Acclaim (For Reviews by opera role, see Repertoire)
Steven Osgood conducted a cast that included Michael Hendrick as the adult Judah; Chris Pedro Trakas as Manfred; Tanvir Gopal as young Julek; Leena Chopra as Julek's sister, Lala; Lori Phillips and Michael Zegarski as his parents; and Benjamin Sosland as Ludwig, Lala's boyfriend. Read More...
Allan Kozinn, The New York Times

as Paul in Die Tote Stadt @ Opéra National de Lorraine à Nancy

C’est une forte mais audacieuse idée de donner Die Tote Stadt (La Ville morte) sans entracte, 2 heures 20 d’une continuité souvent paroxystique : il faut seulement que Paul, protagoniste ténor, constamment dans une tessiture crucifiante, s’y prête. Le jeune américain Michael Hendrick le fait, capable encore d’une ligne piano qui tire des larmes à la reprise finale, comme remémorée dedans, du lied Glück das mir verblieb.

English: It is a strong but bold idea to give Die Tote Stadt (The Dead City) without intermission, 2:20 of continuity, often furious : requires only that Paul, the tenor protagonist, lends himself constantly to a crucifying tessitura. The young American Michael Hendrick does, still capable of a piano line that draws tears at the final reprise, as remembered in, the song Glück das mir verblieb.

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André Tubeuf, Gobuz.com

as Bacchus in Ariadne auf Naxos @ Festival Amazonas de Ópera (Manaus, Brazil):

... a remarkable Bacchus (American Michael Hendrick)

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Richard Martet, Opéra Magazine (France)

as Menelas in Die Ägyptische Helena @The Metropolitan Opera

Newcomer Michael Hendrick assaulted the stratosphere with steely stamina.

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Martin Bernheimer, The Financial Times

as Menelas in Strauss' Die Ägyptische Helena @ The Metropolitan Opera

He was replaced by Michael Hendrick, who had sung the dress rehearsal on Monday and was all set to go. Making your Met debut in such tense circumstances has to be intimidating. Still, Mr. Hendrick saved the day, singing with husky sound and energy.

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Anthony Tommasini, The New York Times

Michael Hendrick prend son rôle très au sérieux, comme il l'avait fait dans le prologue. Son Bacchus, dont les aigus sont sûrs et bien projetés, gagne en beauté vocale ce qu'il perd en caractérisation. Ces réserves tombent toutefois lorsque, dans l'extatique duo final, Shaguch et Hendrick atteignent une justesse et une sincérité d'interprétation qui montrent bien la profondeur de la métamorphose, nouveau départ qui redonne vie à la vie.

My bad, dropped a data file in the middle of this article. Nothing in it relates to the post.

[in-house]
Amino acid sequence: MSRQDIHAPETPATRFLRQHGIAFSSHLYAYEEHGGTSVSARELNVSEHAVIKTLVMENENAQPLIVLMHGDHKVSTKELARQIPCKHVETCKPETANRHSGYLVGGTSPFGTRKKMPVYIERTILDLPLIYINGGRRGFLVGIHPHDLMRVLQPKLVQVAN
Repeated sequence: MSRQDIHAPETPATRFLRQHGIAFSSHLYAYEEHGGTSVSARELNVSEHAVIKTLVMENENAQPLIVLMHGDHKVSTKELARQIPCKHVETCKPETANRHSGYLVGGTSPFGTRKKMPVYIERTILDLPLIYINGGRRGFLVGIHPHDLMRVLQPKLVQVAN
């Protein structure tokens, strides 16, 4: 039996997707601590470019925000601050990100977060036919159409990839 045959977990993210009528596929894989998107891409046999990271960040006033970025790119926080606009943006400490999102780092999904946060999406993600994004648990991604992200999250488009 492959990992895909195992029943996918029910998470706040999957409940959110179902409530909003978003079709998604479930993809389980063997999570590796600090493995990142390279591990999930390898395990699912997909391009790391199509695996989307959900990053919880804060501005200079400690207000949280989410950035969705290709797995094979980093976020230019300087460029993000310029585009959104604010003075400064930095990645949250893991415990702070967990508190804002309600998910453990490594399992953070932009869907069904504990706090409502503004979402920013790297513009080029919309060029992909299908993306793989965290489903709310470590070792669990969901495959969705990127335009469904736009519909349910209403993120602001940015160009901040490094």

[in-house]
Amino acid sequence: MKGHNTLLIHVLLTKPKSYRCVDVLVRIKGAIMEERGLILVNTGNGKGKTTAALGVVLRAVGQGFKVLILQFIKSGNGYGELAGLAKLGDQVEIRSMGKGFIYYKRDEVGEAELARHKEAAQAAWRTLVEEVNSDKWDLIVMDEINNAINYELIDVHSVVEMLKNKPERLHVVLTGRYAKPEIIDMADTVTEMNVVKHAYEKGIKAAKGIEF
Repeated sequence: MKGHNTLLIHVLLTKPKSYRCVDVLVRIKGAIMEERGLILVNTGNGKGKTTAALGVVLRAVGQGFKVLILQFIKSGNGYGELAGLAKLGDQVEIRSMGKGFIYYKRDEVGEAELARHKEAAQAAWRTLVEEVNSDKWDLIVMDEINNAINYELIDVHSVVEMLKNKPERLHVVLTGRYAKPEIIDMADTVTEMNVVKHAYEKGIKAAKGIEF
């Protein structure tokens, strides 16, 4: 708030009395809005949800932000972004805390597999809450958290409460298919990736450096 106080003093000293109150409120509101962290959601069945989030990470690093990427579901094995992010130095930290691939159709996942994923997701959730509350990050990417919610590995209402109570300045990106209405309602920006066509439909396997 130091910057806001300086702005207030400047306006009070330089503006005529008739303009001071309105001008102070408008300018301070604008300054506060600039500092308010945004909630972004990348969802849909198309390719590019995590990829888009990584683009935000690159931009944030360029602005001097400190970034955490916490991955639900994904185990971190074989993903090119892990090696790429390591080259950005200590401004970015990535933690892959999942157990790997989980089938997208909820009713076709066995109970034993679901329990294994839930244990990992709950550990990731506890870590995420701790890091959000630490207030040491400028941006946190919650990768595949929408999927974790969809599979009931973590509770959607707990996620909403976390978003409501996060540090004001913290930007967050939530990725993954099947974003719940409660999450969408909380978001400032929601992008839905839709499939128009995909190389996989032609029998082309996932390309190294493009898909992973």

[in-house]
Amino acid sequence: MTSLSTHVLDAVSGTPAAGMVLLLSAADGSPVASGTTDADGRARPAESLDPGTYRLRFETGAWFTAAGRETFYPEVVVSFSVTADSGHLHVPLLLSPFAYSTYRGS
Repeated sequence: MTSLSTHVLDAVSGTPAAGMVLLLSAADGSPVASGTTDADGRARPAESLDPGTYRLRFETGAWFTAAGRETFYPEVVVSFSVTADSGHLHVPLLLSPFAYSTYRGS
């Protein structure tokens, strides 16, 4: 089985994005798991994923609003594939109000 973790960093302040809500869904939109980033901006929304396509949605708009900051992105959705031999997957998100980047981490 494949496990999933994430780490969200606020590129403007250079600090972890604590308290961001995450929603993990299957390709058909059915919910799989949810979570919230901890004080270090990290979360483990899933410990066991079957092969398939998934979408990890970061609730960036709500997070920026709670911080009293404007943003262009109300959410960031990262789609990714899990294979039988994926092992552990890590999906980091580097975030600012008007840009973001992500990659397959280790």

English: "Michael Hendrick takes his role very seriously, as he did in the prologue. His Bacchus, whose high notes are secure and well projected, gains in beauty what it loses in vocal characterization. These reserves, however, fall when, in the ecstatic final duet, Hendrick and Shaguch reach a precise and sincere interpretation which shows the depth of metamorphosis, new beginning that gives life to life."

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Réal Boucher, Forum Opera

as Zhivny in Osud (Janácek)

Bard Summerscape 2003

From the opening of Act II Zhivny dominates the stage, beginning gently and happily, singing quite tenderly as he recalls a loving letter he wrote to Mila and progressing to enraged self-reproach before the catastrophic closing moments. It might seem that there was nothing left to top the melodrama of that closing, but Janácek contrives an even stronger climax at the end of Act III, with Zhivny’s final convulsive outpouring. It's a solo scene lasting well over six minutes, and it takes everything a tenor's got to give. The tenor of the occasion handled it wonderfully: Michael Hendrick, a veteran of Lyric Opera of Chicago, Washington Opera, and New York City Opera, commanded both power and pathos, and in addition revealed, in earlier scenes and calmer moments, a marked sweetness of tone.

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Shirley Fleming, MusicalAmerica.com

... replaced very competently by Michael Hendrick.

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Richard Covello, Opera Canada
Michael Hendrick and (Felicity) Palmer gave the audience a great, dramatic power, a total kind of expression in Verdi's duet "Ai nostri monti" from Act IV of his Il trovatore. Read More...